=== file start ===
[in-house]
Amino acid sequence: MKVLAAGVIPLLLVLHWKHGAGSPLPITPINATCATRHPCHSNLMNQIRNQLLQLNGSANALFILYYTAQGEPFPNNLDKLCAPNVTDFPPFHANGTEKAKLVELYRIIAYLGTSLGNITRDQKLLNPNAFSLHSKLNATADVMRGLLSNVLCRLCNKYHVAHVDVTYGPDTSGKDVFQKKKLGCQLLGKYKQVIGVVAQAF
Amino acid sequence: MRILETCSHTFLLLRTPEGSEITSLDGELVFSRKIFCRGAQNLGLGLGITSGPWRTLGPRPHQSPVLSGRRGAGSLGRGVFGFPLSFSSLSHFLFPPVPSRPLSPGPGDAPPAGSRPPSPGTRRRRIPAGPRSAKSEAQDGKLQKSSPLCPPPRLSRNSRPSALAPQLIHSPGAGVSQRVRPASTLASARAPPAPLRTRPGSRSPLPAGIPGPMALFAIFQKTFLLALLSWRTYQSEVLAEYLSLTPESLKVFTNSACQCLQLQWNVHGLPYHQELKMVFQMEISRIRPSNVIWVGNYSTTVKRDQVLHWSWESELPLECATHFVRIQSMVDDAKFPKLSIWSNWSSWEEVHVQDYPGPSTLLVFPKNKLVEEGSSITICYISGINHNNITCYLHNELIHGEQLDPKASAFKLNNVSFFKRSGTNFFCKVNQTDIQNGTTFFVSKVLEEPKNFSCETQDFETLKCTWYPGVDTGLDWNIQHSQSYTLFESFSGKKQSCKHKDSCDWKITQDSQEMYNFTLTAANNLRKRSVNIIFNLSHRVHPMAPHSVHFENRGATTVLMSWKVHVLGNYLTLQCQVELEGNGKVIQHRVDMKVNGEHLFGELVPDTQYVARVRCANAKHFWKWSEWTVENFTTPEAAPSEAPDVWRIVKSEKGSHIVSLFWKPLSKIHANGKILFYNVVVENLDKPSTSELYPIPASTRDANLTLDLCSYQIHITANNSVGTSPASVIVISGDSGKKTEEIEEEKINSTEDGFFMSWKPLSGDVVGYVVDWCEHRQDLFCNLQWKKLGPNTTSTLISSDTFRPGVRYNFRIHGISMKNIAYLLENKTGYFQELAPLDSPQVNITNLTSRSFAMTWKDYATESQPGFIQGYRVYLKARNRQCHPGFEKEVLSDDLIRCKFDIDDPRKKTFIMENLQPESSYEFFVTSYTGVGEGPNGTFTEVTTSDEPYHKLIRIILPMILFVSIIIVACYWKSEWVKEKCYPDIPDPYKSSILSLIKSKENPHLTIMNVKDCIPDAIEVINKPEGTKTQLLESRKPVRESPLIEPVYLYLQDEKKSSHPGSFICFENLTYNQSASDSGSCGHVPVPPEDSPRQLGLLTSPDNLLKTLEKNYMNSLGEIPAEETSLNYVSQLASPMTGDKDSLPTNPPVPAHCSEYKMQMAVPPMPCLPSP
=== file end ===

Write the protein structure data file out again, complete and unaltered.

[in-house]
Amino acid sequence: MKVLAAGVIPLLLVLHWKHGAGSPLPITPINATCATRHPCHSNLMNQIRNQLLQLNGSANALFILYYTAQGEPFPNNLDKLCAPNVTDFPPFHANGTEKAKLVELYRIIAYLGTSLGNITRDQKLLNPNAFSLHSKLNATADVMRGLLSNVLCRLCNKYHVAHVDVTYGPDTSGKDVFQKKKLGCQLLGKYKQVIGVVAQAF
Amino acid sequence: MRILETCSHTFLLLRTPEGSEITSLDGELVFSRKIFCRGAQNLGLGLGITSGPWRTLGPRPHQSPVLSGRRGAGSLGRGVFGFPLSFSSLSHFLFPPVPSRPLSPGPGDAPPAGSRPPSPGTRRRRIPAGPRSAKSEAQDGKLQKSSPLCPPPRLSRNSRPSALAPQLIHSPGAGVSQRVRPASTLASARAPPAPLRTRPGSRSPLPAGIPGPMALFAIFQKTFLLALLSWRTYQSEVLAEYLSLTPESLKVFTNSACQCLQLQWNVHGLPYHQELKMVFQMEISRIRPSNVIWVGNYSTTVKRDQVLHWSWESELPLECATHFVRIQSMVDDAKFPKLSIWSNWSSWEEVHVQDYPGPSTLLVFPKNKLVEEGSSITICYISGINHNNITCYLHNELIHGEQLDPKASAFKLNNVSFFKRSGTNFFCKVNQTDIQNGTTFFVSKVLEEPKNFSCETQDFETLKCTWYPGVDTGLDWNIQHSQSYTLFESFSGKKQSCKHKDSCDWKITQDSQEMYNFTLTAANNLRKRSVNIIFNLSHRVHPMAPHSVHFENRGATTVLMSWKVHVLGNYLTLQCQVELEGNGKVIQHRVDMKVNGEHLFGELVPDTQYVARVRCANAKHFWKWSEWTVENFTTPEAAPSEAPDVWRIVKSEKGSHIVSLFWKPLSKIHANGKILFYNVVVENLDKPSTSELYPIPASTRDANLTLDLCSYQIHITANNSVGTSPASVIVISGDSGKKTEEIEEEKINSTEDGFFMSWKPLSGDVVGYVVDWCEHRQDLFCNLQWKKLGPNTTSTLISSDTFRPGVRYNFRIHGISMKNIAYLLENKTGYFQELAPLDSPQVNITNLTSRSFAMTWKDYATESQPGFIQGYRVYLKARNRQCHPGFEKEVLSDDLIRCKFDIDDPRKKTFIMENLQPESSYEFFVTSYTGVGEGPNGTFTEVTTSDEPYHKLIRIILPMILFVSIIIVACYWKSEWVKEKCYPDIPDPYKSSILSLIKSKENPHLTIMNVKDCIPDAIEVINKPEGTKTQLLESRKPVRESPLIEPVYLYLQDEKKSSHPGSFICFENLTYNQSASDSGSCGHVPVPPEDSPRQLGLLTSPDNLLKTLEKNYMNSLGEIPAEETSLNYVSQLASPMTGDKDSLPTNPPVPAHCSEYKMQMAVPPMPCLPSP